Auerbach, still active today at age 91, lacked the material advantages of Freud and emigrated to the U.K. alone, rather than in a well-funded family group, as part of the Kindertransport, which brought Jewish children to Britain to escape Nazi persecution. Auerbach’s parents remained behind in Germany and were murdered at Auschwitz. According to Auerbach, Freud once confessed that his mother’s devotion to him as her favorite child made it “impossible for [Freud] to have so unconditional a relationship with any other woman.”
Nevertheless he tried. In the 1940s, he married Kitty Epstein, daughter of the prominent English Jewish sculptor Jacob Epstein. Typically, Freud’s portraits of his spouse were given anonymous titles such as Girl with a Kitten (1947), Girl with Roses (1948), and Girl with a White Dog (1951-1952) instead of humanizing her with a name or specified personal affiliation.
In the early 1950s, when Freud married his second wife, Lady Caroline Blackwood, daughter of the noblewoman Maureen Guinness, he attracted the ire of some U.K. snobs. The author Evelyn Waugh wrote to a friend: “Poor Maureen’s daughter made a runaway match with a terrible Yid.” Randolph Churchill, Winston’s son, once exclaimed upon seeing Freud arrive at his mother-in-law’s home: “What the bloody hell is Maureen doing, turning her house into a bloody synagogue?” Indeed, Freud’s mother-in-law was scarcely more tolerant, introducing him to friends as “Lucian Fraud,” and the marriage did not last.
Lucian Freud attends the opening exhibition of an exhibit of his work at MoMA, 2007. Photo by Getty Images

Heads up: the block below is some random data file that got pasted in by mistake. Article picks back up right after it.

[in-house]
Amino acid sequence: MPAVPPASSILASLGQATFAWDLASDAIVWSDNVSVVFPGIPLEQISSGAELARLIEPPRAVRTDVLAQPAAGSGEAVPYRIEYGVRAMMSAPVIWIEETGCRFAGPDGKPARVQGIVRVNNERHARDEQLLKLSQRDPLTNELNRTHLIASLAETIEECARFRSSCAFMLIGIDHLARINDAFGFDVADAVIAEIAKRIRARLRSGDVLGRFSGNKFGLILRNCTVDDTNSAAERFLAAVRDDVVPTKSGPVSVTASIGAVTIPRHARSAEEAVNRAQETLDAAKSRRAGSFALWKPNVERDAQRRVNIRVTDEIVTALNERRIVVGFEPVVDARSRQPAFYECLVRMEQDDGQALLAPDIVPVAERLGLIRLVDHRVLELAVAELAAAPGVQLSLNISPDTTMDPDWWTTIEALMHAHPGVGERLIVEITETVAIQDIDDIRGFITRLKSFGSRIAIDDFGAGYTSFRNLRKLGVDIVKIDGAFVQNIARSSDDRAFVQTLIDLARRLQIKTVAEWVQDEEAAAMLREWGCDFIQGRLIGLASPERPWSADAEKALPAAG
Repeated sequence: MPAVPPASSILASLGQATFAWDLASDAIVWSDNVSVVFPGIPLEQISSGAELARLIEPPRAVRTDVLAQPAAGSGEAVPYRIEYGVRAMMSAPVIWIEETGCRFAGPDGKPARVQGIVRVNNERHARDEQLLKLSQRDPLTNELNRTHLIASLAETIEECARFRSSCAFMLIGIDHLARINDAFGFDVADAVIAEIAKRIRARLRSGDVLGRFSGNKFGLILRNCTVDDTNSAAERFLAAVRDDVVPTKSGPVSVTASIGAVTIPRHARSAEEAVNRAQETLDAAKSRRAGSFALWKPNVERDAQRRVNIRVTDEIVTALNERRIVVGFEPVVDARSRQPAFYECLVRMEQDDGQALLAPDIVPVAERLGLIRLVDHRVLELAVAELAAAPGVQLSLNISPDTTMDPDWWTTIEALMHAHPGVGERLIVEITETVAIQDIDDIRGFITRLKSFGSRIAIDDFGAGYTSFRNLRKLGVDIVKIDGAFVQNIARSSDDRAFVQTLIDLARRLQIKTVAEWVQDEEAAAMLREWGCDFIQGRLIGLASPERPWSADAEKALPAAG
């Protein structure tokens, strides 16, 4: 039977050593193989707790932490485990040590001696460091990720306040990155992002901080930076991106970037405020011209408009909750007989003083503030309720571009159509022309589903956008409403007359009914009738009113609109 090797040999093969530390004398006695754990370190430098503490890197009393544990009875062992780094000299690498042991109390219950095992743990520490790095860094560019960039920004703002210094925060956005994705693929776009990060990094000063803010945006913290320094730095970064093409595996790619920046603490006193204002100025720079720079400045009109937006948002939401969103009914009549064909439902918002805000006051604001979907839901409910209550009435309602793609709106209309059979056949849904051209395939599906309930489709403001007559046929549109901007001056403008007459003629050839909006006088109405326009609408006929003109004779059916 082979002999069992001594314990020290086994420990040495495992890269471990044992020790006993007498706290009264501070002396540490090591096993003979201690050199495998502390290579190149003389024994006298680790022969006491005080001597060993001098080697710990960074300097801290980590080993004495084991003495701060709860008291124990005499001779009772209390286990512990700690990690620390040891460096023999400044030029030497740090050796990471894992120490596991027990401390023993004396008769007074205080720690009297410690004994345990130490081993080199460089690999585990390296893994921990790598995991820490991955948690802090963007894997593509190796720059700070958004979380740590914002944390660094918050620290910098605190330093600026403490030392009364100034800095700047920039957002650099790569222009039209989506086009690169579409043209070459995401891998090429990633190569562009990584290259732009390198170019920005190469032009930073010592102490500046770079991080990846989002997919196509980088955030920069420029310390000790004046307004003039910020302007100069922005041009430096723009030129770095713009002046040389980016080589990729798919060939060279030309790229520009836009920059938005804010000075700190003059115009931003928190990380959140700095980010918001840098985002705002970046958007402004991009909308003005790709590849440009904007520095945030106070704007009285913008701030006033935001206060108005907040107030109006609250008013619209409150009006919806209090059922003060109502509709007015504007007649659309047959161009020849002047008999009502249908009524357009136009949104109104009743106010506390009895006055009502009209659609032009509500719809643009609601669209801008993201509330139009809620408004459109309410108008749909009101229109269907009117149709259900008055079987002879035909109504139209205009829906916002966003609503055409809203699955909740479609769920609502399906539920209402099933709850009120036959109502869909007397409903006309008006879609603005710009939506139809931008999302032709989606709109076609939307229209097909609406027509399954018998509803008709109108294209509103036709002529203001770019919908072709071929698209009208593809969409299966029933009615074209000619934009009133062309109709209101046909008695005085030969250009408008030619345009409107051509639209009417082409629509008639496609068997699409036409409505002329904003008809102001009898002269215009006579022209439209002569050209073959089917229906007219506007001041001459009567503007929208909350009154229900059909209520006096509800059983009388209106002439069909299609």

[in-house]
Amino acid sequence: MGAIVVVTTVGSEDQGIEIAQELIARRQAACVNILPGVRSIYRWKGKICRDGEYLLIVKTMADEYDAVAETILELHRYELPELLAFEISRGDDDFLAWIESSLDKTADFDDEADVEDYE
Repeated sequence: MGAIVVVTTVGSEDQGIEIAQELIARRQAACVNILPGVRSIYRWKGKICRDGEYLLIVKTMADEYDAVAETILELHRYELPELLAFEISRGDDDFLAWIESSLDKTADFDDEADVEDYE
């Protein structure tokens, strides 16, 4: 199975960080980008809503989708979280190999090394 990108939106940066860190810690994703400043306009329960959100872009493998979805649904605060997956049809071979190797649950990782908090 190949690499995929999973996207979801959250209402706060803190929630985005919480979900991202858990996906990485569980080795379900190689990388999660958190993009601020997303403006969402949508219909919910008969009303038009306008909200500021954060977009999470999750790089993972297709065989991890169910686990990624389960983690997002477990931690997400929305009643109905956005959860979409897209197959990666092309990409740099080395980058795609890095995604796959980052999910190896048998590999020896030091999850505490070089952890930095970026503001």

The portraits continued, though, including one of the English Jewish painter Timothy Behrens, seen in Red Haired Man on a Chair (1962). Behrens adopted a contorted pose as part of a cruciform composition, possibly an ironic allusion to the Yiddishkeit in their shaded backgrounds. Other Jews who sat for Freud portraits included Jacob Rothschild, who became a longtime friend, and an unnamed art collector who commuted from New York once monthly for commissioned sittings, during which Freud took the opportunity to avidly discuss Jewish ritual and belief.
Other commissions ended less harmoniously. After the German Jewish antiquarian book dealer Bernard Breslauer died in 2004, it was discovered that Breslauer had so disliked the way Freud’s portrait accentuated his double chin that he destroyed the painting, much to the artist’s dismay.
Other potential Jewish clients rejected even the thought of the notorious Lothario Freud getting anywhere near their offspring. James Goldsmith, the financier of Jewish origin, once wrote Freud to warn him that if he dared try to paint his daughter, “he’d have [Freud] murdered.” Whereupon Freud asked flippantly, “Is that a commission?”
And Freud’s lawyer Arnold Abraham Goodman, who sat in the House of Lords, nixed the possibility of Freud ever painting the portrait of Diana, Princess of Wales by declaring: “I wouldn’t leave her in the room with Lucian.”
Lucien Freud’s Man With Feather (Self-Portrait) at Sotheby’s, 2005. Photo by Getty Images
Wary for an entire lifetime after his early experiences fleeing Fascist Europe, for decades Freud mostly refused to allow exhibits of his artworks in Germany or Austria. In 1989 he sardonically observed that the “best thing about Germany was the Berlin Wall.” Freud feared a reunified and strengthened Germany, just as he excoriated Austria for its treatment of his family. Four of his elderly great-aunts, sisters of Sigmund Freud, had been murdered in concentration camps. Only after his death in 2011 did a major show of his work open in Vienna.
As if a certain amorality was a natural response to his early angst, Freud became fascinated by Jewish nogoodniks like disgraced media proprietor Robert Maxwell. Today’s Jewish figurative painters such as Eric Fischl may have absorbed some of Freud’s approach to portraiture, yet without the tormented mixture of feistiness and using modern Jewish history as an excuse for personal misbehavior, as Freud did so notoriously.